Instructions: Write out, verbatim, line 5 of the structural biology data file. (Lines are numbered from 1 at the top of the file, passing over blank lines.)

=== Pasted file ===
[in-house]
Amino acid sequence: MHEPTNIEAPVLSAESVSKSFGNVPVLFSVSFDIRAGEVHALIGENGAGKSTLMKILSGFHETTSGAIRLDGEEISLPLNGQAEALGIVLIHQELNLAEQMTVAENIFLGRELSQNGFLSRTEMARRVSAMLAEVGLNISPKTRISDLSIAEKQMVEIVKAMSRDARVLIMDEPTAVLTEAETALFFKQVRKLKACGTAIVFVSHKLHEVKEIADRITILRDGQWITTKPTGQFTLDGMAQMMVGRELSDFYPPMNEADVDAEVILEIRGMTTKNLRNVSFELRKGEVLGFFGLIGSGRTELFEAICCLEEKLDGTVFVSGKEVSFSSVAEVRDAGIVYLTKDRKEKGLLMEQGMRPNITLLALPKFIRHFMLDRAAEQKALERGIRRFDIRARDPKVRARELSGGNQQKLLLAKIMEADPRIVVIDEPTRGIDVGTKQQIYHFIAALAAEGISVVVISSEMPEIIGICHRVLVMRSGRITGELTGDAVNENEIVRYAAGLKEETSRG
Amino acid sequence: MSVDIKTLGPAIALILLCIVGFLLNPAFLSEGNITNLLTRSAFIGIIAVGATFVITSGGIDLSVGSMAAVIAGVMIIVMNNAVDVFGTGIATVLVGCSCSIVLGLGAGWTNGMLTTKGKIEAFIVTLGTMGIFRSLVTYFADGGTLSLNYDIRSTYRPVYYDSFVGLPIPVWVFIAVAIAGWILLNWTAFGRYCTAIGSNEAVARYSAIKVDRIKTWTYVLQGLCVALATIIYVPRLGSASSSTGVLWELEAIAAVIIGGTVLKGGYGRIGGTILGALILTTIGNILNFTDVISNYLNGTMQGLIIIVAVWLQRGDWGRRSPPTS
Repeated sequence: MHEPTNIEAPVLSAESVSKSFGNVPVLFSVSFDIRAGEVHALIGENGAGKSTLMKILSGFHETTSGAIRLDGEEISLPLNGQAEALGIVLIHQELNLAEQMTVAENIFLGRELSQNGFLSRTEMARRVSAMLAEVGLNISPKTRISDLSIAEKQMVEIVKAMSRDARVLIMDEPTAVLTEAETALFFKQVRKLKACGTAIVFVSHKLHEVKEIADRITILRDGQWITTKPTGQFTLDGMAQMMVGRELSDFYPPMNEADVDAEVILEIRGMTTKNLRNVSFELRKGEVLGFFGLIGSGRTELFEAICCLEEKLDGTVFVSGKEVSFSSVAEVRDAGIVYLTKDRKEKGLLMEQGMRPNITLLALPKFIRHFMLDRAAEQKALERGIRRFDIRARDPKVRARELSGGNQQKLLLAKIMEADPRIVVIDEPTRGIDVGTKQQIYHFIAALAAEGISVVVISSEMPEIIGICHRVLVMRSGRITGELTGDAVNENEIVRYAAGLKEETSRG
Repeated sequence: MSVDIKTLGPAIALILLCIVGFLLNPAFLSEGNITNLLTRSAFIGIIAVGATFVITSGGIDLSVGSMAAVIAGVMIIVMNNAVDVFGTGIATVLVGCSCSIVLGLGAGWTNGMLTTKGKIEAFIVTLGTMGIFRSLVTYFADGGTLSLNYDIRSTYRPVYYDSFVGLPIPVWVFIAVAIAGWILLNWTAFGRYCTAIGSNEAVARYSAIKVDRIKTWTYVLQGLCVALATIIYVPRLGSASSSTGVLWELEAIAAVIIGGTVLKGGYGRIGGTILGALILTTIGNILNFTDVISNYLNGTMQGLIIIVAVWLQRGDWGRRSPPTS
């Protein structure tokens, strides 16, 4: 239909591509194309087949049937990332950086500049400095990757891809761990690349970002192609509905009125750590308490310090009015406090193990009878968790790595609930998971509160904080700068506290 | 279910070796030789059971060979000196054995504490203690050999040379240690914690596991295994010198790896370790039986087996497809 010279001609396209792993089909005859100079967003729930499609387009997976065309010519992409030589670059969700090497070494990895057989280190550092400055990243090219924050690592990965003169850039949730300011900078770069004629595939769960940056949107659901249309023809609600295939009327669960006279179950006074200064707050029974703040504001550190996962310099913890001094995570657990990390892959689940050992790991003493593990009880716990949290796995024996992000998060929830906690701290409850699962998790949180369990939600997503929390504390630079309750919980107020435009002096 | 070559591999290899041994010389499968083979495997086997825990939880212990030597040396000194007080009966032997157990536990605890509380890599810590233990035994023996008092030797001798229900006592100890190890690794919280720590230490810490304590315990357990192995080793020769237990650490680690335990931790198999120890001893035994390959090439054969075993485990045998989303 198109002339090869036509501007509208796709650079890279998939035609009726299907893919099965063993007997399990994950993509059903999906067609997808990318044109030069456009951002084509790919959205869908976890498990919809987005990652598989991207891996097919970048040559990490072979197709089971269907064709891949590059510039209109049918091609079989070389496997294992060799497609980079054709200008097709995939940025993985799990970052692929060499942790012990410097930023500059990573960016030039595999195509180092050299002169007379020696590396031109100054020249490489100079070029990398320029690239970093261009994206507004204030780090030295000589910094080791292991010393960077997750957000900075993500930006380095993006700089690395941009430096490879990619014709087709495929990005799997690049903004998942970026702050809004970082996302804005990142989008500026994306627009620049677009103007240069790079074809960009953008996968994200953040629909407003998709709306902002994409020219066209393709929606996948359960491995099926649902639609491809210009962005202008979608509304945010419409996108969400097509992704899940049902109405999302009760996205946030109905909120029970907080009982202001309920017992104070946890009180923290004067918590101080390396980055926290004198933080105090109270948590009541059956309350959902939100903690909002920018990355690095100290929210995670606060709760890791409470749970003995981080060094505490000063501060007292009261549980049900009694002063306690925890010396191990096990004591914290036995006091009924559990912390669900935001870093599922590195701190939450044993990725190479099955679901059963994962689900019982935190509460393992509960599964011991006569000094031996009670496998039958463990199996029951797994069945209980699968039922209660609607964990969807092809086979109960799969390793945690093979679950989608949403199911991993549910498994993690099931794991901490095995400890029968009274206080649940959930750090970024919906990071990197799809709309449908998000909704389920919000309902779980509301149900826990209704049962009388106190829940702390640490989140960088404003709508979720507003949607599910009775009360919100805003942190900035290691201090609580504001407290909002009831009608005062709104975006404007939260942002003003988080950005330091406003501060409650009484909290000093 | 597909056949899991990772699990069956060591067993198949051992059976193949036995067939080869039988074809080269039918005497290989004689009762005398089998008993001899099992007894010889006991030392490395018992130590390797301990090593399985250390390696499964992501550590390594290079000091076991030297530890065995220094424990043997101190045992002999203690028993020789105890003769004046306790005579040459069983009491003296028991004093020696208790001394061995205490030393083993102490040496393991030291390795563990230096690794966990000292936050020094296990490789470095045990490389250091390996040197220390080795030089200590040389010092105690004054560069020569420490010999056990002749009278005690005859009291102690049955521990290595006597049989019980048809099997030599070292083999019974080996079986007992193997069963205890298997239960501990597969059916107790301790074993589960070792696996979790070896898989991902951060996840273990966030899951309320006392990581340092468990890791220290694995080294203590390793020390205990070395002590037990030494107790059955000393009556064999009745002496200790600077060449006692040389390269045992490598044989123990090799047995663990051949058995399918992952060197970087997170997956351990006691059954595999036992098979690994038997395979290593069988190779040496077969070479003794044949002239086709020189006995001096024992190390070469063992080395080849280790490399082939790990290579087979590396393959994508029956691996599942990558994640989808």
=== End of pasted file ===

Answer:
Repeated sequence: MSVDIKTLGPAIALILLCIVGFLLNPAFLSEGNITNLLTRSAFIGIIAVGATFVITSGGIDLSVGSMAAVIAGVMIIVMNNAVDVFGTGIATVLVGCSCSIVLGLGAGWTNGMLTTKGKIEAFIVTLGTMGIFRSLVTYFADGGTLSLNYDIRSTYRPVYYDSFVGLPIPVWVFIAVAIAGWILLNWTAFGRYCTAIGSNEAVARYSAIKVDRIKTWTYVLQGLCVALATIIYVPRLGSASSSTGVLWELEAIAAVIIGGTVLKGGYGRIGGTILGALILTTIGNILNFTDVISNYLNGTMQGLIIIVAVWLQRGDWGRRSPPTS